37
$\begingroup$

Let $\{a_1,a_2,\ldots,a_{2016}\}=\{1,2,3,\ldots,2016\}=A$ be such $$\dfrac{a_i-a_j}{i-j}\neq 1,\forall i,j\in A\text{ with } i\neq j.$$ Show that there exists $p,q\in A$ such that $$|p-q|+|a_p-a_q|=2014.$$

My approach is the following:

Put $x_i=a_i-i$, then we have $$\sum_{i=1}^{2016} x_i=\sum_{i=1}^{2016} a_i-\sum_{i=1}^{2016} i=0,|x_j|\le 2016,j=1,2,\cdots,2016$$ and $$\dfrac{a_i-a_j}{i-j}\neq 1,\Longleftrightarrow x_i\neq x_j\forall i,j\in A\text{ with }i\neq j$$I'm stuck here and I don't know how to proceed. Thanks.

$\endgroup$
  • $\begingroup$ You can use the pigeonhole principle to conclude that there are $x_p$ and $x_q$ with $p\neq q$ and $x_p = x_q \pmod{2014}$. I wrote an incorrect solution but decided to delete it since there are two many problems. 1) $x_p - x_q = \pm 2014$ does not lead to the desired equality, 2) $x_p - x_q = \pm 4028$ is also possible, which leads nowhere. $\endgroup$ – zhoraster Sep 9 '15 at 6:17
  • $\begingroup$ Thank you,so I think this problem is interesting,I think this right constan $2014$ can change any other postive intergers, $\endgroup$ – user225250 Sep 10 '15 at 11:55
  • 7
    $\begingroup$ Some numeric results: If we generalize this to permutations of $[1,n]$ with $a_i-a_j\ne i-j$ and look for $|p-q|+|a_p-a_q|=n-2$, there are $2,0,2,10$ permutations without such $p$, $q$ for $n=4,6,8,10$, respectively; so the solution may have to make use of some specific features of $2016$, perhaps being divisible by $3$. $\endgroup$ – joriki Sep 15 '15 at 23:01
  • 6
    $\begingroup$ Here are the solutions without such $p$, $q$ for $n=4,8,10$ -- perhaps they contain a clue to a proof: $n = 4$: [2, 4, 1, 3] [3, 1, 4, 2]; $n = 8$: [4, 8, 2, 6, 3, 7, 1, 5] [7, 3, 5, 1, 8, 4, 6, 2]; $n = 10$: [2, 6, 9, 4, 7, 1, 10, 5, 8, 3] [4, 8, 2, 6, 9, 3, 7, 1, 10, 5] [5, 10, 8, 2, 4, 7, 9, 3, 1, 6] [5, 10, 9, 3, 8, 7, 4, 2, 1, 6] [5, 10, 9, 7, 4, 3, 8, 2, 1, 6] [6, 1, 10, 4, 8, 2, 5, 9, 3, 7] [8, 3, 6, 1, 10, 4, 7, 2, 5, 9] [9, 4, 8, 5, 1, 10, 6, 3, 7, 2] [9, 8, 4, 7, 1, 10, 6, 5, 3, 2] [9, 8, 6, 5, 1, 10, 4, 7, 3, 2] $\endgroup$ – joriki Sep 16 '15 at 7:01
  • $\begingroup$ @san: I'm afraid I don't see the problem. What rule does that violate? $\endgroup$ – joriki Sep 30 '15 at 6:39
4
$\begingroup$

The problem is false as stated. Here is a counterexample that works for any $n=4k$:

$$\vec a = (\color{red}{4k-1}, \color{blue}{2k-1}, \color{red}{4k-3}, \color{blue}{2k-3}, \ldots, \color{red}{2k+3}, \color{blue}{3}, \color{red}{2k+1}, \color{blue}{1}; \color{green}{4k}, \color{brown}{2k}, \color{green}{4k-2}, \color{brown}{2k-2}, \ldots, \color{green}{2k+2}, \color{brown}{2}).$$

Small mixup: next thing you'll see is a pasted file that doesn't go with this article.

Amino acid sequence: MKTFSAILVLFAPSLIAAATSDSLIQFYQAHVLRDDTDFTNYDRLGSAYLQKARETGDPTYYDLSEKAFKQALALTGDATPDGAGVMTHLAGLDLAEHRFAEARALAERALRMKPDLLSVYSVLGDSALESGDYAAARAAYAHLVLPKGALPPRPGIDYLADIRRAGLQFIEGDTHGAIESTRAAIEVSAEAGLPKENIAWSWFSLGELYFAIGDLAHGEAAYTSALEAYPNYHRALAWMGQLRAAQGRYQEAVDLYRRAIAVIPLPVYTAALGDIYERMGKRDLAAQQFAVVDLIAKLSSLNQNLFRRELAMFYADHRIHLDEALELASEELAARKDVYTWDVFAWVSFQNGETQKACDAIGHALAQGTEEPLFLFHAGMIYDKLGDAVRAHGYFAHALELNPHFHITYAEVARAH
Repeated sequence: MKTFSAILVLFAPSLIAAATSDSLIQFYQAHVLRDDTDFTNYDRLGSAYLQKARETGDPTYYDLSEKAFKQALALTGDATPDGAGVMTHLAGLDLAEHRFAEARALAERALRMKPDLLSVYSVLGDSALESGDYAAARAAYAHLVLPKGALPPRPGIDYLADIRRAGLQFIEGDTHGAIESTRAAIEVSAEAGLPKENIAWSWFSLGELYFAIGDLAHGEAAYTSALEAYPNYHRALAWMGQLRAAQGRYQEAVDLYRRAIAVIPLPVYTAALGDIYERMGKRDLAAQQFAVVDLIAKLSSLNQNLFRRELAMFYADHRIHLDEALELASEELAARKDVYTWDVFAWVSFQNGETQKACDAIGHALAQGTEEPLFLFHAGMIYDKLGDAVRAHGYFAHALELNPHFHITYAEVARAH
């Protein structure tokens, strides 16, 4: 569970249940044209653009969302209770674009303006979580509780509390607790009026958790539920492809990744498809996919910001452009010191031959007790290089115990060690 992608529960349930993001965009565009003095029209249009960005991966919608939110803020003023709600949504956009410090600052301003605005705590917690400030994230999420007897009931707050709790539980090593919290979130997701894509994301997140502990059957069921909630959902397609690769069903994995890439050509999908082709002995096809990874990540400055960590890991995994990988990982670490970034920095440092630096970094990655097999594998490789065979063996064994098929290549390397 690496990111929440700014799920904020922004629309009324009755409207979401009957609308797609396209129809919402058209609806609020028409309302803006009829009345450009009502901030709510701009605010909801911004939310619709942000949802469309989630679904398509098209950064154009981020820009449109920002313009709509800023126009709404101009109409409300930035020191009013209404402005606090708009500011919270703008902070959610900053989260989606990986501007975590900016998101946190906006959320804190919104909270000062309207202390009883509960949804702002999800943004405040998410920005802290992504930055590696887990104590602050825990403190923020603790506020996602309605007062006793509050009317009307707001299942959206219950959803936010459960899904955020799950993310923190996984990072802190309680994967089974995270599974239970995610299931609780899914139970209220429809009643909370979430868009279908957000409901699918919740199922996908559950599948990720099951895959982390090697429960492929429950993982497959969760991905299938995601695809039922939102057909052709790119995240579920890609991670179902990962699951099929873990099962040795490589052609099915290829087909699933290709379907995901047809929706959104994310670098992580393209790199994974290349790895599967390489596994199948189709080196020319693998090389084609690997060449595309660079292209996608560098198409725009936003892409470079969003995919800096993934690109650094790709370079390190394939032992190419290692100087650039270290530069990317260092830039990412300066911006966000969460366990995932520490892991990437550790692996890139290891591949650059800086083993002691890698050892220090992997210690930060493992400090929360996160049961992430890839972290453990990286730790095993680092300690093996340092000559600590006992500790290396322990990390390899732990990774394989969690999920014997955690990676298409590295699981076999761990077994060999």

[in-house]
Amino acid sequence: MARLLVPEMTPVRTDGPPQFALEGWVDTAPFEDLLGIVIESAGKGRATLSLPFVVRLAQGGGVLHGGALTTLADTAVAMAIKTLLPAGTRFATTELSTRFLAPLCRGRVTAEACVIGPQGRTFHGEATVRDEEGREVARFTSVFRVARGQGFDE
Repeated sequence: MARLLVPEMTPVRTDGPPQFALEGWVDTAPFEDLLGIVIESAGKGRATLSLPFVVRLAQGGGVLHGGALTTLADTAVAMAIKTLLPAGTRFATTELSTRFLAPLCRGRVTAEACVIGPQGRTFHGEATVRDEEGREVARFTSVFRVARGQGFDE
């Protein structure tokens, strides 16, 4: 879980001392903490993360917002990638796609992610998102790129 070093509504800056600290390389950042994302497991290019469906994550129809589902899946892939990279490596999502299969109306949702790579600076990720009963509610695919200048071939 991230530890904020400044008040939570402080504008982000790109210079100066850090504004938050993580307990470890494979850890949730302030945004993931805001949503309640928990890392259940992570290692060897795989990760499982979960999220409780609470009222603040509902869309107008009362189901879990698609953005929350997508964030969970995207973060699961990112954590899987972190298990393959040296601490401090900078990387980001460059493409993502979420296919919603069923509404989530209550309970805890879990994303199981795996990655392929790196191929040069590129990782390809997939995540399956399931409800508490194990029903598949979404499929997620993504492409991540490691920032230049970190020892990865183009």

In formulaic terms this is: $$a_i = \begin{cases} \color{red}{4k-i},& \text{if $i\le2k$ and $i$ is odd};\\ \color{blue}{2k+1-i},& \text{if $i\le2k$ and $i$ is even};\\ \color{green}{6k+1-i},& \text{if $i>2k$ and $i$ is odd};\\ \color{brown}{4k+2-i},& \text{if $i>2k$ and $i$ is even}. \end{cases}$$

I leave it as an exercise to verify this is a permutation (notice that all the odd values of $a$ occur in the first half, and all the even values occur in the second).

We next verify that $\vec a$ satisfies the slope condition. Clearly the values of $a_i-i$ are distinct within each clause, since locally $a_i$ is a line of slope $-1$, not $+1$. But the following chart shows why no distinct clauses can overlap:

$$\text{$a_i-i$ is } \begin{cases} \text{even and $>0$},& \text{if $i\le2k$ and $i$ is odd};\\ \text{$\equiv 1 \pmod 4$},& \text{if $i\le2k$ and $i$ is even};\\ \text{$\equiv 3 \pmod 4$},& \text{if $i>2k$ and $i$ is odd};\\ \text{even and $<0$},& \text{if $i>2k$ and $i$ is even}. \end{cases}.$$

Finally, it remains to show that $|p-q|+|a_p-a_q| \ne 4k-2$. Again, within each clause this is trivial as $|p-q|+|a_p-a_q| = 2|p-q| < 4k$ if $p,q$ are from the same clause.

Suppose that $p,q$ are from different clauses (WLOG $p<q$) and that $|p-q|+|a_p-a_q| = 4k-2$. Since $(p-q)-(a_p-a_q)$ is even, $a_p-p$ and $a_q-q$ must have the same parity. Referring back to the previous chart, we see there are only two cases left to consider.

Case 1. $p\le 2k$, $p$ odd, $q>2k$, $q$ even.

Then $a_p = 4k-p > 2k \ge 4k+2-q = a_q$, so $|p-q|+|a_p-a_q| = (q-p) + (a_p-a_q) = 2(q-p-1) \equiv 0 \pmod 4$, which can't be $4k-2$.

Case 2. $p\le 2k$, $p$ even, $q>2k$, $q$ odd.

Then $a_p = 2k+1-p < 2k \le 6k+1-q = a_q$, so $|p-q|+|a_p-a_q| = (q-p) + (a_q-a_p) = 4k \ne 4k-2$.

$\endgroup$

Your Answer

By clicking “Post Your Answer”, you agree to our terms of service, privacy policy and cookie policy